OLYMPIA — The website votewashington.info, one of its developers said, was designed with the very modern concept of getting digital information out into a community to better inform people.

Using publicly available voter information, the page allows users to, among other things, type names into a search field and learn about a ballot’s status: whether it’s been submitted, if it’s been accepted or if its status is being questioned.

“We wanted to make it easier to get out the vote, we wanted more people to vote and we wanted more votes to be cured of that ballot change status,” said Jake Hartsoch, a 46-year-old software developer who lives in Bellingham.

Hartsoch’s vision met a darker 21st century reality this week, as elections officials worry about interference in the Nov. 3 elections. At the same time, voters are tasked with sorting through endless amounts of online information, some of it dubious or outright disinformation.

On Tuesday, the Washington Secretary of State’s Office warned voters against using the website for official information and said it had relayed the website to the U.S. Department of Homeland Security and cybersecurity experts.

By Thursday, the Secretary of State’s Office and the website had held a meeting and sort of made up — or at least came to terms with each other.

Advertising

In a news conference Wednesday, Secretary of State Kim Wyman said she and cybersecurity consultants met with Hartsoch and the other developer who designed the site.

The developers agreed to make some changes, including adding a link to the state’s official voter-management site, votewa.gov.

“We were concerned when we first saw the site, because the look and feel is very similar to our site,” said Wyman.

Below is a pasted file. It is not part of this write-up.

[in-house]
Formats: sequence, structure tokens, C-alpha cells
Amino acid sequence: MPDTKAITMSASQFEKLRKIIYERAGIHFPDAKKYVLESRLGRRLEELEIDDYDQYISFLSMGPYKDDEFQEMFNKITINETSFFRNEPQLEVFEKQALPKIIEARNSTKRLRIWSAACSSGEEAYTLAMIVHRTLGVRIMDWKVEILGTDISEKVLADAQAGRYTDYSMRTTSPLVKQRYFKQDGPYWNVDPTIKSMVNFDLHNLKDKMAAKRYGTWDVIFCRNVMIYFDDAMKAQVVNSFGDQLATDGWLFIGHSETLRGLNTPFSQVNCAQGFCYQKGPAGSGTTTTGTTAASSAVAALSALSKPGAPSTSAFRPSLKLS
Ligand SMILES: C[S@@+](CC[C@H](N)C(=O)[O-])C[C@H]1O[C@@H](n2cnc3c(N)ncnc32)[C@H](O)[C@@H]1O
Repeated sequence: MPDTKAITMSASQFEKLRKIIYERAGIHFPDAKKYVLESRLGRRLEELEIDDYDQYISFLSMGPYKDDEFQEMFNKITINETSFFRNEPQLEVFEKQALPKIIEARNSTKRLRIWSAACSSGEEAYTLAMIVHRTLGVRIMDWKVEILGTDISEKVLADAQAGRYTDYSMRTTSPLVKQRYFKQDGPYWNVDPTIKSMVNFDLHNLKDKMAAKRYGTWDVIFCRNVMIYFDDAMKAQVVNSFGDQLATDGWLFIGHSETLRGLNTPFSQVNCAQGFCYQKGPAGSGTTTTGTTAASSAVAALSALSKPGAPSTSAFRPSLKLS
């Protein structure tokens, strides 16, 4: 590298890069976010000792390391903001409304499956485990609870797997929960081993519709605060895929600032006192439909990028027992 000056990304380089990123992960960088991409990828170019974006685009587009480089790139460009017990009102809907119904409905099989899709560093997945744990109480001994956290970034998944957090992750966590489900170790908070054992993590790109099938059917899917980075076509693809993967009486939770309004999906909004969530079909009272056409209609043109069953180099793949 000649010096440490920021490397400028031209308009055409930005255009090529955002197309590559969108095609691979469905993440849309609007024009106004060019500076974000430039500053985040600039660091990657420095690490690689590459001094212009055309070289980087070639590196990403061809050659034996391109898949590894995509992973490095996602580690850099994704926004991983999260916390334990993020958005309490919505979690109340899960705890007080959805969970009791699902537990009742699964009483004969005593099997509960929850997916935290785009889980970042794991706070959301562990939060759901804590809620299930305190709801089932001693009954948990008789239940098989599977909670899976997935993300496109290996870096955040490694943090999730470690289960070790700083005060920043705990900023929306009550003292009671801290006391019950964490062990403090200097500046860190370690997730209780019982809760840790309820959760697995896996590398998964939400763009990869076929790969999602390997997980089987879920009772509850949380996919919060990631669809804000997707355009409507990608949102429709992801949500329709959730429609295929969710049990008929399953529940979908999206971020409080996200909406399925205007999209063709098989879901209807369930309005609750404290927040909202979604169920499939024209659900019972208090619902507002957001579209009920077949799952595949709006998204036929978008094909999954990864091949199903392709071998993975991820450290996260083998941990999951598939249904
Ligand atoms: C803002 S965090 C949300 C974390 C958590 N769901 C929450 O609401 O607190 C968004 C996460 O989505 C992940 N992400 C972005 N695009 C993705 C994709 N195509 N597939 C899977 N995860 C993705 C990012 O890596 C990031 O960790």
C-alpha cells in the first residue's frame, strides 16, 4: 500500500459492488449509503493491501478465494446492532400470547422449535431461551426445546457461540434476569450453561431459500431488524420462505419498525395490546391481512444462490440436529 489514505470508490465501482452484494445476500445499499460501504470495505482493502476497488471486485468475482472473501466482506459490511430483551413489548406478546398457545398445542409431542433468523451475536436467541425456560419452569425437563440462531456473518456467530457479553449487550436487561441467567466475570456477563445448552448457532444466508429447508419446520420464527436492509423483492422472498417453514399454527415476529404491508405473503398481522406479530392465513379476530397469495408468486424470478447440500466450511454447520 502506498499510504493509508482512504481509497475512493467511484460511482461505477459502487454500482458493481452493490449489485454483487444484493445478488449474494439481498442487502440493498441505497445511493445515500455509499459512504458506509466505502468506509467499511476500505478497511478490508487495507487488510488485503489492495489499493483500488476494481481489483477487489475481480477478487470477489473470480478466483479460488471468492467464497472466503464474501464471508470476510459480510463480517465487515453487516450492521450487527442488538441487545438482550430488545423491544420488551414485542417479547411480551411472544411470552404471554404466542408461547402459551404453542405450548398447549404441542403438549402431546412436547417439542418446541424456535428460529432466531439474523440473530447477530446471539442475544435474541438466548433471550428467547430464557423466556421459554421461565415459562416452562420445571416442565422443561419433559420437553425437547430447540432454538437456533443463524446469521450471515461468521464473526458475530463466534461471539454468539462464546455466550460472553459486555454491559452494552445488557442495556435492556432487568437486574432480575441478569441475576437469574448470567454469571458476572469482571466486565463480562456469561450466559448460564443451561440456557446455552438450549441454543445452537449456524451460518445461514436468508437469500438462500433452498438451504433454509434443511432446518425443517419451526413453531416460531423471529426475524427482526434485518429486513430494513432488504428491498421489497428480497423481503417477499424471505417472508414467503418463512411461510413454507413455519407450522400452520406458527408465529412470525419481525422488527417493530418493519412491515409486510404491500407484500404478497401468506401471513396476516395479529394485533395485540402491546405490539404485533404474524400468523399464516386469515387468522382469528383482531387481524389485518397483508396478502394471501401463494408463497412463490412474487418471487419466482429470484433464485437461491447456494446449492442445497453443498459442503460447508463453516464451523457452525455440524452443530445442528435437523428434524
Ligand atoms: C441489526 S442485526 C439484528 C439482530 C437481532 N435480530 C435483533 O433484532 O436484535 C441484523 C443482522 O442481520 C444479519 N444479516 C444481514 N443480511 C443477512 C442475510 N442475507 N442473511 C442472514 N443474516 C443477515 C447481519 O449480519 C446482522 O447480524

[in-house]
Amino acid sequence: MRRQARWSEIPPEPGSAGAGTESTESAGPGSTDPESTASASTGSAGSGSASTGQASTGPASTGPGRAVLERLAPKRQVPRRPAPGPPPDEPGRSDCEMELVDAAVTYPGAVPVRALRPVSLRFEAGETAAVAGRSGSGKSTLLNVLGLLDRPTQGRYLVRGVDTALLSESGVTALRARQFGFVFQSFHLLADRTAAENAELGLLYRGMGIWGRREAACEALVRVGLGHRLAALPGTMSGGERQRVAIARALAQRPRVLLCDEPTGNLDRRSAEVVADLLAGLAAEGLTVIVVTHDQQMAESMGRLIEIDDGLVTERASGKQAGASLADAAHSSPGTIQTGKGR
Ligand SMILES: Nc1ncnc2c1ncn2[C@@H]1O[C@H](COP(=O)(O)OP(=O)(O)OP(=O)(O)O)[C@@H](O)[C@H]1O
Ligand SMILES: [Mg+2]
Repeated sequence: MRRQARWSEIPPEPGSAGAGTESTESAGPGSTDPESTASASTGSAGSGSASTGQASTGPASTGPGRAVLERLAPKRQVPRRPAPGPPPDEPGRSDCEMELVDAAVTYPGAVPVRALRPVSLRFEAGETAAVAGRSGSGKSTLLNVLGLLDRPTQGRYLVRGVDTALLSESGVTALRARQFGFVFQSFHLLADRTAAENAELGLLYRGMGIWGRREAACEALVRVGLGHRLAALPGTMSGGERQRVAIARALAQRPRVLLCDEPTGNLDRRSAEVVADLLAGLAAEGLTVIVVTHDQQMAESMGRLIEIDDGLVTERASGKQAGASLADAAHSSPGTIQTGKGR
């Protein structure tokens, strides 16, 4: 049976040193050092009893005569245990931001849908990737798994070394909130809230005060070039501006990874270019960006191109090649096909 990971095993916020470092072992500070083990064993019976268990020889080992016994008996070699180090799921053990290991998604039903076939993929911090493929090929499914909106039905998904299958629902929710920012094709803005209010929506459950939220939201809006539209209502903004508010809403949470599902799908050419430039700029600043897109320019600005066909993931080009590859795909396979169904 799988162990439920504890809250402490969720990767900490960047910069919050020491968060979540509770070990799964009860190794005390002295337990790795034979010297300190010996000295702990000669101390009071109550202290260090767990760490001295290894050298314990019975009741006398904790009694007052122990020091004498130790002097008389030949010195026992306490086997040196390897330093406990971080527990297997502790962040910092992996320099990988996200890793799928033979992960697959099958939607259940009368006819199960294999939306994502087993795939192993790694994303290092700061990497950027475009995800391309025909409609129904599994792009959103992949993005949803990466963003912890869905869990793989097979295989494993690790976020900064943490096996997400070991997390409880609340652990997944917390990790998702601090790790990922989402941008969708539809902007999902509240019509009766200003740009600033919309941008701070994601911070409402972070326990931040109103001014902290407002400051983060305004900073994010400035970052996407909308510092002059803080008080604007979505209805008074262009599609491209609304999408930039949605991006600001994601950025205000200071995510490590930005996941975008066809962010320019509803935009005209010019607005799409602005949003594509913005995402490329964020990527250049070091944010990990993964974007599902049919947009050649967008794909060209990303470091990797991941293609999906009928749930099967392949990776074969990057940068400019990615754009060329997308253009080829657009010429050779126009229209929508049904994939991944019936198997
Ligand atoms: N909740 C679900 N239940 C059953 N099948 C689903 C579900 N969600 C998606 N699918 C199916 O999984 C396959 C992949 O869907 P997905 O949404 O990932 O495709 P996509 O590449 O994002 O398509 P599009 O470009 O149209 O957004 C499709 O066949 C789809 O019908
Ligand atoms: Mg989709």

“But when we talked to the two hosts of that site, I really had the feeling that they were trying to help voters be aware that their ballots had been challenged,” she said. “And putting that information in a single spot that was easily searchable … similar to what campaigns do.”

Voters had been calling the Secretary of State’s Office as well as county elections officials concerned about their data being used on the website, said Wyman.

“‘Why is my personal information being shared online? Who is this site? Why did you put this up there?'” said Wyman, adding later: “We were hearing from county auditors and election officials across Washington that this got a very visceral, quick reaction.”

Advertising

Hartsoch described it as a “great meeting” with Wyman and security consultants about the site, which was developed a few years ago but got very little notice until this election cycle.

“She gave us a full hour of her time,” he said. “She listened, we listened.”

But Hartsoch said he lost a night’s sleep after learning his site was reported to the U.S. Department of Security and that his page has now become harder to share on Facebook.

The issue arose as elections officials here and across the nation brace themselves for potential disinformation campaigns by bad actors as Americans cast ballots in a deeply polarized election season.

The FBI announced last week that Iran and Russia have obtained voter registration information, and that Iran has sent fake and threatening emails to voters in some states.

Wyman has urged Washington residents to report potential intimidation or disinformation by emailing elections@sos.wa.gov or calling 360-902-4180. People should if possible provide screenshots or links to the suspected materials, she said.

Advertising

Rep. Gael Tarleton, a Democrat from Seattle who is challenging Wyman, a Republican, to be the state’s top elections official, criticized the secretary of state’s response to Hartsoch’s website.

“I think it’s really unfortunate that two engineers built a site for free … designed to be more accessible and user-friendly” than votewa.gov, which was put in place under Wyman’s supervision, Tarleton said.

“Apparently she couldn’t distinguish between the misinformation from foreign governments seeking to undermine our elections, from volunteer efforts of technologists who were using publicly-available information from her own website,” added Tarleton.